The Toxic Substances Control Act (TSCA) was signiﬁcantly overhauled in 2016 with the passage of the Frank R. Lautenberg Chemical Safety for the 21st Century Act. New features of the law are an “Inventory re-set” provision, signiﬁcantly expanded requirements for EPA to review and approve new chemicals before they can enter into commerce, and the ﬁrst-ever requirement for EPA to conduct a systematic risk review of all existing chemical substances that are active in commerce. The law also provides EPA with expanded authority to require testing by manufacturers and processors of chemical substances, and it contains new provisions governing the protection of conﬁdential business information and the preemption of state chemical laws and regulations. This presentation summarizes key changes that have been made to TSCA and surveys EPA’s progress to date in implementing those statutory changes.
- Warren Lehrenbaum, Crowell & Moring LLP, Washington, DC
- Amy Symonds, Crowell & Moring LLP, Washington, DC
9:45 – 10:00 a.m. Break
10:00 – 11:00 a.m. OSHA’s Process Safety Management (PSM) Standard
This session covers the limits and scope of the PSM Standard, including the retail and other exceptions, and the latest developments in PSM, such as the Scope of Recognized and Generally Accepted Good Engineering Practices (RAGAGEP). This legal session will discuss employers’ obligations under the PSM standard, recent case law, including Agricultural Retailers Association that vacated an interpretation of the PSM standard, and what implications this case will have for OSHA standard interpretations.
- Nelva J. Smith, Steptoe & Johnson PLLC, Columbus, OH
- William J. Wahoff, Steptoe & Johnson PLLC, Columbus, OH
11:00 a.m. – Noon “IT” Happened! What Do You Do? (Ethics)
Internal investigations and ethics in petrochemical emergencies. What is privileged in an investigation? This session covers the ethical constraints imposed upon attorneys involved in investigations and best practices for conducting investigations.
- Richard A. Schwartz, Vorys Sater Seymour and Pease LLP, Houston, TX
Noon – 1:00 p.m. Workforce Development Related to Petrochemical Industry Growth
Panel discussion covering the legal and logistical issues of stafﬁng capital projects like fractionation plants and pipelines.
- Moderator: David J. Laurent, Buchanan Ingersoll & Rooney, PC, Pittsburgh, PA
- James V. Denova, Vice President, Claude Worthington Benedum Foundation, Pittsburgh, PA
- Linda Topoleski, Vice President, Workforce Operations & Programs, Allegheny Conference on Community Development, Pittsburgh, PA
- Sarah Armstrong Tucker, Chancellor, WV Community and Technical Colleges, Charleston, WV
1:00 p.m. Adjourn
Accommodations for the conference are at the Omni William Penn Hotel, 530 William Penn Place, Pittsburgh, PA 15219. The room rate is $145 for a deluxe room plus tax for reservations made through March 19 or sell out.
Call 888.444.6664 (toll free) or 412.281.7100 and ask for the EMLF Group rate. Check-in time is 3 p.m. and check-out time is noon. Cancellations must be made 72 hours prior to arrival. Failure to cancel a guaranteed reservation prior to 72 hours to arrival will result in a no-show charge. Or go to the online registration.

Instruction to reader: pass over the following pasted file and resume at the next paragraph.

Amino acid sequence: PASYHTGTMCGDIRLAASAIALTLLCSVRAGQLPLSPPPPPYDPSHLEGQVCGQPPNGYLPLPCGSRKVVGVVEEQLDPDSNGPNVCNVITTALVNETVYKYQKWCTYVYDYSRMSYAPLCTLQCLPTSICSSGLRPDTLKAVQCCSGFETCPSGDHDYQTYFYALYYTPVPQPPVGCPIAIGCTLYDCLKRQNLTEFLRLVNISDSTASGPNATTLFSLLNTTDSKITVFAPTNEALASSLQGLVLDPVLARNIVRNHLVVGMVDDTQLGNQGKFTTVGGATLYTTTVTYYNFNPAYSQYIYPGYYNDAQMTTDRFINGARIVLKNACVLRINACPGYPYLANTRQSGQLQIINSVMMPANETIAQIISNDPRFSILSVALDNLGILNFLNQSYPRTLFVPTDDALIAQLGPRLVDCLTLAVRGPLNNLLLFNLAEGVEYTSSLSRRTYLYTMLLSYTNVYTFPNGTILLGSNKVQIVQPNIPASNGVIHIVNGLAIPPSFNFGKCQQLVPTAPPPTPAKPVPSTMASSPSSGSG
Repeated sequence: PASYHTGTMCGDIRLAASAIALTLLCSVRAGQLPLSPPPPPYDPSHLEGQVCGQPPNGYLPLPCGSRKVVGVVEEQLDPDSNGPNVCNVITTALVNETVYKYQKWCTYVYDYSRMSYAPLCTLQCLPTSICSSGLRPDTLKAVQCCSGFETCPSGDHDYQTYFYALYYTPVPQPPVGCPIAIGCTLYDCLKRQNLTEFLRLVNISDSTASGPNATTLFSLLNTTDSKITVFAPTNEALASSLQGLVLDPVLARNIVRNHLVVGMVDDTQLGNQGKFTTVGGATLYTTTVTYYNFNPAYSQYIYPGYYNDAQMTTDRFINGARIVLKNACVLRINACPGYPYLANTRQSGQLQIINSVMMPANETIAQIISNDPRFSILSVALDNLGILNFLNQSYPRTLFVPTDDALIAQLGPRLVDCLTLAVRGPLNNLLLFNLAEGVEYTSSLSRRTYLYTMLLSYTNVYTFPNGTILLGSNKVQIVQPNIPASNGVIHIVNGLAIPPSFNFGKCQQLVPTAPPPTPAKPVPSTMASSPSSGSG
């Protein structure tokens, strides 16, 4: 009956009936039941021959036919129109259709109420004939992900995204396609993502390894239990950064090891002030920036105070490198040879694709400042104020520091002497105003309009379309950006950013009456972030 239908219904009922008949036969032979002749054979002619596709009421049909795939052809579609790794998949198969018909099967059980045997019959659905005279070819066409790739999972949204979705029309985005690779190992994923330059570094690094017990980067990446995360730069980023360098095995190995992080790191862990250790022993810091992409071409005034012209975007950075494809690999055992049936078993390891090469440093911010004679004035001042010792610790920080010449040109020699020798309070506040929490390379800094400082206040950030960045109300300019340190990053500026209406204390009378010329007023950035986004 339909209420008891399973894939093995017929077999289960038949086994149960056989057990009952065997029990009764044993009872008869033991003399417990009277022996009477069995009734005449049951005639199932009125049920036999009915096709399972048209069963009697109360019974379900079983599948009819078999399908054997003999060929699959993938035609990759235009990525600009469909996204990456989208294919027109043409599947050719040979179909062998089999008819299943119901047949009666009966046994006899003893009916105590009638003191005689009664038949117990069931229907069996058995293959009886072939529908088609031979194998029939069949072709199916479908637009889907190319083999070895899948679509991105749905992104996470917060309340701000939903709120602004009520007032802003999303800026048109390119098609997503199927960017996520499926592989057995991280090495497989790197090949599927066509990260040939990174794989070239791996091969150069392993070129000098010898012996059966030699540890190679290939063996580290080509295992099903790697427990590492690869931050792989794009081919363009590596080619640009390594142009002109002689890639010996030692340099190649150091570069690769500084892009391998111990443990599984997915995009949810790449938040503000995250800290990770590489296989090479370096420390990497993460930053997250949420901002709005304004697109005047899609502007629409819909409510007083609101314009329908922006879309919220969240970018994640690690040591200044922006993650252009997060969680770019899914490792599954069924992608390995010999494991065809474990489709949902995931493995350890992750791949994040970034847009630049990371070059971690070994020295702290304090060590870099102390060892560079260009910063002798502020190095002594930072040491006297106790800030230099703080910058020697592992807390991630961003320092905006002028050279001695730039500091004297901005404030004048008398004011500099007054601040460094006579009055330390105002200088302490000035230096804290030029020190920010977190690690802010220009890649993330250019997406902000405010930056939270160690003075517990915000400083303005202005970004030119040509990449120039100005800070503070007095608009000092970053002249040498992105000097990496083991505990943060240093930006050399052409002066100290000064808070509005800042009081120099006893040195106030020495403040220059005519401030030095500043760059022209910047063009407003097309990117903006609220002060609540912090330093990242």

History deﬁnes elegance in this classic, downtown Pittsburgh hotel. Since opening the doors in 1916, Omni William Penn Hotel has played a starring role in the city of Pittsburgh, hosting movie stars, politicians, heads of state and leaders of business and industry. Designed by renowned architects Benno Janssen, and Franklin Abbott, the hotel was the last building venture of Henry Clay Frick, one of Pittsburgh’s wealthiest industrialists, and completed at a cost of $6 million. Frick envisioned the William Penn as Pittsburgh’s showplace, designed to rival the great hotels of Europe in Old World style and enhanced with the sophisticated technology offered by the 20th century.
A multi-million dollar renovation enhanced the beauty of this luxury hotel to ensure that generations to come will enjoy the outstanding service, guest room accommodations and award-winning cuisine
Omni William Penn Hotel is just 18 miles from Pittsburgh International Airport and 11 miles from Allegheny County Airport.
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Download the registration form (PDF)
The full conference registration includes all program materials in electronic format online, continental breakfasts, refreshment breaks, lunch and hosted reception on Tuesday.
Tuition waivers available to students attending EMLF member law schools
| Registration Fee
Through March 23
After March 23
|General Registration Fee
|Government and Young Lawyers (3 years or less)
|Law Students and Retirees
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Mandatory CLE and Professional Credit
This course consists of approximately 11 hours (660 minutes) of continuing education, including 1 hour of ethics. Approved credit hours for states will vary and are subject to each state’s approval and rules. Foundation conferences are typically accredited by mandatory CLE states and AAPL. Additional fees may be required for certain states. Complete information for reporting your credits will be available at the conference.
Registration refunds less $75 will be made for cancellations received by March 30. No registration refunds will be made thereafter, but substitutions can be made by calling the Foundation at 859.231.0271. Persons not entitled to any refund will receive meeting materials. EMLF members who cancel their registrations after March 30 receive materials and a $100 credit toward a future program.